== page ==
If we're going to check the appalling destruction of nature around the world, we need to quickly and widely redistribute knowledge about how to preserve and restore natural systems. We need a lot more people working to save forests and rivers, grasslands and reefs, and using the best available tools to do it.
But can the best scientific standards and management practices used to guide ecological restoration and preservation work be compiled, made available and open to all? The folks at the The Conservation Measures Partnership -- a coalition involving groups like Conservation International, The Nature Conservancy, Wildlife Conservation Society, and World Wide Fund for Nature/World Wildlife Fund -- argue that they can, and must:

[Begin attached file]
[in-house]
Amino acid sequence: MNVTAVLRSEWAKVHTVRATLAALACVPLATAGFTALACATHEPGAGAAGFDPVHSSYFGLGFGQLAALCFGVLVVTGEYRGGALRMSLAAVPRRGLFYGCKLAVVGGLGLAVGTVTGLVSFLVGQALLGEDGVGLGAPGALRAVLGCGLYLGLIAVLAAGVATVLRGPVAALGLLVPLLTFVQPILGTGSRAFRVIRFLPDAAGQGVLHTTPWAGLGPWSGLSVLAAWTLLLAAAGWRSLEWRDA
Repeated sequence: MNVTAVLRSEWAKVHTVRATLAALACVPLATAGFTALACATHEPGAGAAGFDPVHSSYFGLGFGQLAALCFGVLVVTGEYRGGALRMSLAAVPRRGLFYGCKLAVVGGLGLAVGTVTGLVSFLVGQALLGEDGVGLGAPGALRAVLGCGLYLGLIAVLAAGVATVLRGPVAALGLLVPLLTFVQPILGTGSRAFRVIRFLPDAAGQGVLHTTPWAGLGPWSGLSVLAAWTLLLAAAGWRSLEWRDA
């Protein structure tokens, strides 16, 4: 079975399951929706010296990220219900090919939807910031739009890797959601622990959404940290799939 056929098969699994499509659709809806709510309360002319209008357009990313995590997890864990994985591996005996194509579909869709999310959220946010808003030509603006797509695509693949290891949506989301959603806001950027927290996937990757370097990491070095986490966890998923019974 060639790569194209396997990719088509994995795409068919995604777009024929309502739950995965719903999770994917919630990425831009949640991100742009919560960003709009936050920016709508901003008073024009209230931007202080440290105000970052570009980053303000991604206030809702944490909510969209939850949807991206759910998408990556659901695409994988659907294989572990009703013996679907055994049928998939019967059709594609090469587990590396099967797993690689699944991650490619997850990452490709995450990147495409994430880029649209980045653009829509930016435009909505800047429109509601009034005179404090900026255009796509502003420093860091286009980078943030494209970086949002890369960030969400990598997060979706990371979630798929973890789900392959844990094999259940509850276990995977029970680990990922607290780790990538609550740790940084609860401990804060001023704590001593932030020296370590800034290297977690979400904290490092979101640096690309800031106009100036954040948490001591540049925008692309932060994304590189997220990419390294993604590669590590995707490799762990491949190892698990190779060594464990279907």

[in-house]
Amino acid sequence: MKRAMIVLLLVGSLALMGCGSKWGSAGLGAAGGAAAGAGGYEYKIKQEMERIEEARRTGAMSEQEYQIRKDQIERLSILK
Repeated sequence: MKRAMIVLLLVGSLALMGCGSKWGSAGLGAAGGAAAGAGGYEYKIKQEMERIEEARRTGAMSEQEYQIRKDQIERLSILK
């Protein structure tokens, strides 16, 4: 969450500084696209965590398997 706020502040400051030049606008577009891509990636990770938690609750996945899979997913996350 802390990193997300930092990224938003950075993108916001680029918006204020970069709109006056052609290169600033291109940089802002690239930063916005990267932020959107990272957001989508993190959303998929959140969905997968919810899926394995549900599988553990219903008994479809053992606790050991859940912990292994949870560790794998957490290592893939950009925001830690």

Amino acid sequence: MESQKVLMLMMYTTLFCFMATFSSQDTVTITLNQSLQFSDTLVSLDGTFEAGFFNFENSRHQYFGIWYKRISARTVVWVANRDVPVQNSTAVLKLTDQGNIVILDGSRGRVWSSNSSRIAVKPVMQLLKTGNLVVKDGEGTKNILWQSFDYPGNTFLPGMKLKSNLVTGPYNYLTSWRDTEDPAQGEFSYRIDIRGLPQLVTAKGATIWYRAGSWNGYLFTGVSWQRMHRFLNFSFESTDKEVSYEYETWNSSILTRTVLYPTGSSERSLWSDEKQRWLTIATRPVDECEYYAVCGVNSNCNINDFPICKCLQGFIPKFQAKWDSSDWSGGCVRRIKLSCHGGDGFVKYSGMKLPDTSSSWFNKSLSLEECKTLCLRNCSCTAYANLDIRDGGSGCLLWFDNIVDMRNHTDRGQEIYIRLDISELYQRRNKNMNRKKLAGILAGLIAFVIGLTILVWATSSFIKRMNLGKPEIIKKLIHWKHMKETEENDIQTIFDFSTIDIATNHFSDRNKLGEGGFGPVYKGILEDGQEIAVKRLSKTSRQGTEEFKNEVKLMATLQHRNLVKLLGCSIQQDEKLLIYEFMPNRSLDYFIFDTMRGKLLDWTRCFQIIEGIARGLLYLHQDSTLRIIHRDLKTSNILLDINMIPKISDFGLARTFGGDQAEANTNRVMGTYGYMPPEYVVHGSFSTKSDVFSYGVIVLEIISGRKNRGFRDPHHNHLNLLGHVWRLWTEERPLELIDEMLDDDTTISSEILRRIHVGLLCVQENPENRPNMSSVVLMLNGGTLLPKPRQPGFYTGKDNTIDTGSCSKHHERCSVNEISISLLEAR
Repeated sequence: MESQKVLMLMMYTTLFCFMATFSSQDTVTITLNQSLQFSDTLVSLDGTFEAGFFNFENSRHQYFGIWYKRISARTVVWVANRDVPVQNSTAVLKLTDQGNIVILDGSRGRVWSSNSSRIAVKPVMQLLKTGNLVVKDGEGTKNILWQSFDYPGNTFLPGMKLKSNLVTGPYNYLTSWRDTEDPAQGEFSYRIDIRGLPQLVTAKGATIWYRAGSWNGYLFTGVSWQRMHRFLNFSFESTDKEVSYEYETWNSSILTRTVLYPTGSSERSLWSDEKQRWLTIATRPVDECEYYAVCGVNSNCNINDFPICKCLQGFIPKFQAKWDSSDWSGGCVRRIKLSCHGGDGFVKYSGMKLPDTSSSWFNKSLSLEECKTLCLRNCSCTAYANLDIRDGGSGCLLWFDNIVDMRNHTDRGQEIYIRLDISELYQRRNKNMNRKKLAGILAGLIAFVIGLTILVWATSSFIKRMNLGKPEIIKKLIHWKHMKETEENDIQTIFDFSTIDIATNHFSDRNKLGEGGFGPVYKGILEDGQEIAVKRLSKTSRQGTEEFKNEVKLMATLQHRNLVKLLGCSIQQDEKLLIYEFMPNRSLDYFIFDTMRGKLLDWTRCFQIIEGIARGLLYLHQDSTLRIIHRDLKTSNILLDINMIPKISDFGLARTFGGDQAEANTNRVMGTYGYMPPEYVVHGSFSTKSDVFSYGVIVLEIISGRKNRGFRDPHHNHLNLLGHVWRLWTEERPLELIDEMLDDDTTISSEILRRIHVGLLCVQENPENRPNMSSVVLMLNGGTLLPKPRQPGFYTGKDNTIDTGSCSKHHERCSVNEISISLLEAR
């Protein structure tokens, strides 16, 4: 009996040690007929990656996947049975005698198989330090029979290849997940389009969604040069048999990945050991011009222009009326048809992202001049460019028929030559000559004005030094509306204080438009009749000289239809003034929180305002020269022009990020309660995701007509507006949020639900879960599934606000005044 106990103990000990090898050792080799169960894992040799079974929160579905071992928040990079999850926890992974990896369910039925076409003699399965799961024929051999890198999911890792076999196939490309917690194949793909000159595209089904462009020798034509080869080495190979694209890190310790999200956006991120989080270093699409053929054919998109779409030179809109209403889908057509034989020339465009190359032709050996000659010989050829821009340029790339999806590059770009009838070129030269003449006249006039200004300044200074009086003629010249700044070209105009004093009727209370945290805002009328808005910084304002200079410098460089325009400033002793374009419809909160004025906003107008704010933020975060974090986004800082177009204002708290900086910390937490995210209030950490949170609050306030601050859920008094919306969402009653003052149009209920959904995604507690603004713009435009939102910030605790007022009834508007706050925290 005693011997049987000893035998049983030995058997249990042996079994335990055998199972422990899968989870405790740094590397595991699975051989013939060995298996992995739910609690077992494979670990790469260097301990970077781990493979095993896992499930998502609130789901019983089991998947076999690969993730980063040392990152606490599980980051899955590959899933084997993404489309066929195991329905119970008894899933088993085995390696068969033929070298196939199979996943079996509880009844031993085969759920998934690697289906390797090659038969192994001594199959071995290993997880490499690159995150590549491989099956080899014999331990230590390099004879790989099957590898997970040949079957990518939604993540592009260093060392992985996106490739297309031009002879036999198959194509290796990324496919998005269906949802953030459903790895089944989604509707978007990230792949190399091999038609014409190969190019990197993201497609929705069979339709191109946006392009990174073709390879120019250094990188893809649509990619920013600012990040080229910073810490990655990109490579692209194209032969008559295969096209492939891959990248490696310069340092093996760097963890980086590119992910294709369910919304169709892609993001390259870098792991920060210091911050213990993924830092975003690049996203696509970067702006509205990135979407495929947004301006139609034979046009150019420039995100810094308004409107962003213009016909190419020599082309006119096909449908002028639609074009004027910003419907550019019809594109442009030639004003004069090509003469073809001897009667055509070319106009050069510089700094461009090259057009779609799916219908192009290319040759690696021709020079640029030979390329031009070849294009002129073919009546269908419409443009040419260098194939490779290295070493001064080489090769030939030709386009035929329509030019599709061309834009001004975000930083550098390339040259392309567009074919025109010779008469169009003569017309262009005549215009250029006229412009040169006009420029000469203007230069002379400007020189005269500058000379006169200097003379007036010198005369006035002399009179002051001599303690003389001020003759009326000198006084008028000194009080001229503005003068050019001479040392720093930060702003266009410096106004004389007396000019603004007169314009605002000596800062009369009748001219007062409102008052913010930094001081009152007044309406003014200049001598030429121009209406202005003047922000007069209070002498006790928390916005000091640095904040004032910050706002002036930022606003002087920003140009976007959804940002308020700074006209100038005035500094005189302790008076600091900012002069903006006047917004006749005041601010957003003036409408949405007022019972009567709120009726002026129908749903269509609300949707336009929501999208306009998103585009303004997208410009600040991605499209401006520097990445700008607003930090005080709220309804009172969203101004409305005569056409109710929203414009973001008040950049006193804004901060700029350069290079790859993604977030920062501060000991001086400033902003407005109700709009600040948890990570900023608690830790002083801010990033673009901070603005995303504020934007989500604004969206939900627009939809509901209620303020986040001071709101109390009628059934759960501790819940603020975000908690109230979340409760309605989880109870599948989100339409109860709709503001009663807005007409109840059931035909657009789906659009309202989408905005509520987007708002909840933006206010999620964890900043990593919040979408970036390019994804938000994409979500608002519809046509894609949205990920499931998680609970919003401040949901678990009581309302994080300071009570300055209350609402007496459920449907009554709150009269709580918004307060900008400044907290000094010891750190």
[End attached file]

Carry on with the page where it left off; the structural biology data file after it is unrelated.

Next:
"The conservation community finds itself at a critical time in its evolution a time when there is great convergence in thinking about how best to plan and implement conservation actions. Making the most of the extensive, trial-and-error experience gained by conservation organizations while designing, implementing and appraising their conservation projects, we have developed a set of project cycle or adaptive management open standards that are reflected in the work of all of our organizations and are, we believe, fundamental to conducting good conservation. These standards are less a recipe that must be followed exactly than a framework and guidance for conservation action."
Their model is explicitly open scource software, and their goal is to collaboratively evolve a non-proprietary, best-practices framework of standards and methods for planning and monitoring conservation projects. It's the Linux of the critter-saving world.
Towards that end, they have released an initial document (PDF and slow for me) outlining their approach. CMP is also developing other tools including a "Rosetta Stone" lexicon of scientific terms and their analogs in various disciplines, standardized accounting and auditing standards, and so on.
(Tip of the hat to Jon Christensen's blog Conservation News.)